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The role of an intermediate market within the barbell model

Author

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  • Wen-Chung Guo

    ()

  • Fu-Chuan Lai

    ()

Abstract

This paper extends Hwang and Mai (Am Econ Rev 80:567–575, 1990 ) with an intermediate market to discuss the spatial pricing and social welfare. It is shown that the monopoly will always locate at this intermediate market under discriminatory pricing. Under simple mill pricing, the intermediate market will be the optimal location if the slope of the demand function at this market is large enough. Moreover, in contrast to Hwang and Mai (Am Econ Rev 80:567–575, 1990 ), the total outputs under discriminatory pricing may be either greater or less than those under simple mill pricing, and social welfare under simple mill pricing is lower (higher) than that under discriminatory pricing if the transport rate is large (low) enough. Copyright Springer-Verlag Berlin Heidelberg 2013

Suggested Citation

  • Wen-Chung Guo & Fu-Chuan Lai, 2013. "The role of an intermediate market within the barbell model," Letters in Spatial and Resource Sciences, Springer, vol. 6(3), pages 151-161, November.
  • Handle: RePEc:spr:lsprsc:v:6:y:2013:i:3:p:151-161
    DOI: 10.1007/s12076-013-0094-7
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    File URL: http://hdl.handle.net/10.1007/s12076-013-0094-7
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    References listed on IDEAS

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    1. Stefano Colombo, 2011. "Taxation and predatory prices in a spatial model," Papers in Regional Science, Wiley Blackwell, vol. 90(3), pages 603-612, August.
    2. Schmalensee, Richard, 1981. "Output and Welfare Implications of Monopolistic Third-Degree Price Discrimination," American Economic Review, American Economic Association, vol. 71(1), pages 242-247, March.
    3. Greenhut, M L & Ohta, H, 1972. "Monopoly Output Under Alternative Spatial Pricing Techniques," American Economic Review, American Economic Association, vol. 62(4), pages 705-713, September.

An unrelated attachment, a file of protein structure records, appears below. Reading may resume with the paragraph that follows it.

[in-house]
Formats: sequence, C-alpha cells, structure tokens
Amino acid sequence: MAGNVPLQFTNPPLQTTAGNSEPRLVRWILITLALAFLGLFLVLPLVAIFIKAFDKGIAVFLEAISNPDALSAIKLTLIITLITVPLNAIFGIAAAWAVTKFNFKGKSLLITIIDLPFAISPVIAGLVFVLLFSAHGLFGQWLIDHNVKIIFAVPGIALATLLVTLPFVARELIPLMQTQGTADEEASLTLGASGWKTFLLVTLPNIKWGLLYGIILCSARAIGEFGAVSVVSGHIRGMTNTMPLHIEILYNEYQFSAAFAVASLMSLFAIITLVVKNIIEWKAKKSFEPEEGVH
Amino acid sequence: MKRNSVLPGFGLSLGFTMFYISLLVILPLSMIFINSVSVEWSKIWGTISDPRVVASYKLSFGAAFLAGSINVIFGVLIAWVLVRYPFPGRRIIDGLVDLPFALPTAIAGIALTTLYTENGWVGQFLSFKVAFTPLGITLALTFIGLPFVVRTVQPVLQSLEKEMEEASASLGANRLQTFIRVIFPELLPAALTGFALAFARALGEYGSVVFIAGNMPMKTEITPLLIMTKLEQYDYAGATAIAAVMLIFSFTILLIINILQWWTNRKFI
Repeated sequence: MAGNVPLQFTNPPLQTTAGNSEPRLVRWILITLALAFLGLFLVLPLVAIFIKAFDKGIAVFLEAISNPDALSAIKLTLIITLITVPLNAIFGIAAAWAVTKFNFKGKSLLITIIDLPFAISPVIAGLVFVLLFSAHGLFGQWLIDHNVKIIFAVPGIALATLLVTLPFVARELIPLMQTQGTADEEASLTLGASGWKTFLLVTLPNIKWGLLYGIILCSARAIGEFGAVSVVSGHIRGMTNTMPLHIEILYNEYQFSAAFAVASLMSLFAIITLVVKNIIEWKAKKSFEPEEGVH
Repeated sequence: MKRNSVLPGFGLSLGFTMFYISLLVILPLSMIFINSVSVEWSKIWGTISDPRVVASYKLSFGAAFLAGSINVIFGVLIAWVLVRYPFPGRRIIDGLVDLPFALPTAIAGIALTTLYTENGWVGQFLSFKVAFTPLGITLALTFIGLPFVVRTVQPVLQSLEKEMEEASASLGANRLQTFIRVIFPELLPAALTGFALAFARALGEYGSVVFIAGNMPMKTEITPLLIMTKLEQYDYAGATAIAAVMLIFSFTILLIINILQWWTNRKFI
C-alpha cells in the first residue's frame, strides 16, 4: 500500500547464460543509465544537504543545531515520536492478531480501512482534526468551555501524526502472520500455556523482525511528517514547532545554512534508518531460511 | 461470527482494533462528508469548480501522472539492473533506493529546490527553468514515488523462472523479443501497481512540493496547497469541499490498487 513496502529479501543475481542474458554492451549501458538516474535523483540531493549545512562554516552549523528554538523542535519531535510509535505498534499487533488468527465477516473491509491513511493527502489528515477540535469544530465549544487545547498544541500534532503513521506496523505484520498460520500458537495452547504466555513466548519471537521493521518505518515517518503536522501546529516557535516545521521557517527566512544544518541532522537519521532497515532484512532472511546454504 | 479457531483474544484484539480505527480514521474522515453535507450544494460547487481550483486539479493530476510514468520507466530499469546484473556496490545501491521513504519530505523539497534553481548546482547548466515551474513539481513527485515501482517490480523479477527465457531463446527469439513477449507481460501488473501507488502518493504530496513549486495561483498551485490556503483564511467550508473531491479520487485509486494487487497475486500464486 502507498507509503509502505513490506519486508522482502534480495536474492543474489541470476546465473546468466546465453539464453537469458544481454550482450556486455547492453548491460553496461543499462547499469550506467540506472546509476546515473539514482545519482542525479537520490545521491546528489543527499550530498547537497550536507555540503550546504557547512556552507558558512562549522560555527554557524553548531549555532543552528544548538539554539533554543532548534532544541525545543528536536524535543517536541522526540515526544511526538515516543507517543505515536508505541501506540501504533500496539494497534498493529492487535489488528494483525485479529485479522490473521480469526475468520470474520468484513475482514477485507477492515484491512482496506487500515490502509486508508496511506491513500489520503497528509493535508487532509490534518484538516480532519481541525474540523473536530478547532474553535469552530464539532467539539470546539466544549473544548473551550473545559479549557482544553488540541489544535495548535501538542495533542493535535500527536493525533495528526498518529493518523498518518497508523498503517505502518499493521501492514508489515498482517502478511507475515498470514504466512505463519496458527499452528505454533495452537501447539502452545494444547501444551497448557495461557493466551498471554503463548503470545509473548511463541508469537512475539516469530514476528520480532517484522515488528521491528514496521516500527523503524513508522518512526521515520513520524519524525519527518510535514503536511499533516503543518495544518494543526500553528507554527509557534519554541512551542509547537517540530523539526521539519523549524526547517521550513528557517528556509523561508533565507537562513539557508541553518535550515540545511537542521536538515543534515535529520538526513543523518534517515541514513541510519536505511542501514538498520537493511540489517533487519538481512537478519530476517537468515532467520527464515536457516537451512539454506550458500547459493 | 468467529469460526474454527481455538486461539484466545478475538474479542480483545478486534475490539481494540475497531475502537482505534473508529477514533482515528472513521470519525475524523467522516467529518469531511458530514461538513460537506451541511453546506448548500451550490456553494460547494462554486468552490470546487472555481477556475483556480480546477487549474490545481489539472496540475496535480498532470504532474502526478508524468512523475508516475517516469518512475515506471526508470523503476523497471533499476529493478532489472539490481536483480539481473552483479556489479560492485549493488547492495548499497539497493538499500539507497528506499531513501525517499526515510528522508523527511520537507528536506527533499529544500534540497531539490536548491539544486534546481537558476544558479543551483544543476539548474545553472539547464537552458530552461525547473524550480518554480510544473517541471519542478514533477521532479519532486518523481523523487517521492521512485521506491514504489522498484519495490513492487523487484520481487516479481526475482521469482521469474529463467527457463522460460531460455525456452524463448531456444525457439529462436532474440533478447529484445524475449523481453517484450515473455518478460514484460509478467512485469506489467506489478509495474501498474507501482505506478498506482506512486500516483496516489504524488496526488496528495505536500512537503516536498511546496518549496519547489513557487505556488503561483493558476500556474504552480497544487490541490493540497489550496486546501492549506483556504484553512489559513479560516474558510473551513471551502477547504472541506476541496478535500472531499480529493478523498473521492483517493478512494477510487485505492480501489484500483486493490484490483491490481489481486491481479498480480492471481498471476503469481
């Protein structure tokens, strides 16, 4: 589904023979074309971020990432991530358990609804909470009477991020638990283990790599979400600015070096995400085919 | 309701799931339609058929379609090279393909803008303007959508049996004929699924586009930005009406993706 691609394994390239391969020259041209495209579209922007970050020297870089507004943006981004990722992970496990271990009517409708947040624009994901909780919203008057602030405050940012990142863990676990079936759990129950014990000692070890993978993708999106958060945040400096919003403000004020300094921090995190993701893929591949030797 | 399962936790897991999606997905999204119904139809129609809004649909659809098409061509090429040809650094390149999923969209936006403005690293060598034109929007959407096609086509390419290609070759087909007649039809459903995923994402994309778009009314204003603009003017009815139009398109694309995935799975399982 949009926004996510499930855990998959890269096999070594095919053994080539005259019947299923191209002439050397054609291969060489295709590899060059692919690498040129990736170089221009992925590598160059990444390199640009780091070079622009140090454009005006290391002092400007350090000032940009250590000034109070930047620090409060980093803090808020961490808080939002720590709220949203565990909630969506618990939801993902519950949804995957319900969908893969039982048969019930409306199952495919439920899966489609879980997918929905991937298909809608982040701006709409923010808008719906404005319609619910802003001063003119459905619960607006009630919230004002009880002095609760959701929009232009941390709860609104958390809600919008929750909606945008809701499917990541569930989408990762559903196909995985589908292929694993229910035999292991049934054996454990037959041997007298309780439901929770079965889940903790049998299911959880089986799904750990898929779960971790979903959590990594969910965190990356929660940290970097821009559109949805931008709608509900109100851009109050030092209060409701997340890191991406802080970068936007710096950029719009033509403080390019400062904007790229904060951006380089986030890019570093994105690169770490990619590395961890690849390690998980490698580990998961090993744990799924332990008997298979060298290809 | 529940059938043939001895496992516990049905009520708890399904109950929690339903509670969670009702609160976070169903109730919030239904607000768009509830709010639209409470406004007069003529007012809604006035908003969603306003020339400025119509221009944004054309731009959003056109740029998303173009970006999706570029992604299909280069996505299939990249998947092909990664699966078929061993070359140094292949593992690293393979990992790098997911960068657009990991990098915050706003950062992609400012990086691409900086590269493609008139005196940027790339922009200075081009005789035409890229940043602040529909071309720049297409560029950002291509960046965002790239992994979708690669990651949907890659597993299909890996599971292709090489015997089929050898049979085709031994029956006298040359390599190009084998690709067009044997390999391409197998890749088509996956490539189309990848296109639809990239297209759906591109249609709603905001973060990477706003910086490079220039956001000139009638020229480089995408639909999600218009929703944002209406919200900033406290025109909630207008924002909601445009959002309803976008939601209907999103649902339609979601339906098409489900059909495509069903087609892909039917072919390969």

4. Holahan, William L, 1975. "The Welfare Effects of Spatial Price Discrimination," American Economic Review, American Economic Association, vol. 65(3), pages 498-503, June.
    5. Kai Andree, 2013. "Collusion in Spatially Separated Markets with Quantity Competition," Journal of Industry, Competition and Trade, Springer, vol. 13(3), pages 309-318, September.
    6. Varian, Hal R, 1985. "Price Discrimination and Social Welfare," American Economic Review, American Economic Association, vol. 75(4), pages 870-875, September.
    7. Stefano Colombo, 2013. "Predation in Space," Spatial Economic Analysis, Taylor & Francis Journals, vol. 8(1), pages 9-22, March.
    8. Martin J. Beckmann, 1976. "Spatial Price Policies Revisited," Bell Journal of Economics, The RAND Corporation, vol. 7(2), pages 619-630, Autumn.
    9. Hong Hwang & Chao-Cheng Mai & Hiroshi Ohta, 2010. "Who Benefits From Pricing Regulations When Economic Space Matters?," The Japanese Economic Review, Japanese Economic Association, vol. 61(2), pages 218-233.
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    Cited by:

    1. Corrado Benassi, 2014. "Dispersion equilibria in spatial Cournot competition," The Annals of Regional Science, Springer;Western Regional Science Association, vol. 52(2), pages 611-625, March.

    More about this item

    Keywords

    Barbell model; Discriminatory; Mill pricing; R30; L12;

    JEL classification:

    • R30 - Urban, Rural, Regional, Real Estate, and Transportation Economics - - Real Estate Markets, Spatial Production Analysis, and Firm Location - - - General
    • L12 - Industrial Organization - - Market Structure, Firm Strategy, and Market Performance - - - Monopoly; Monopolization Strategies

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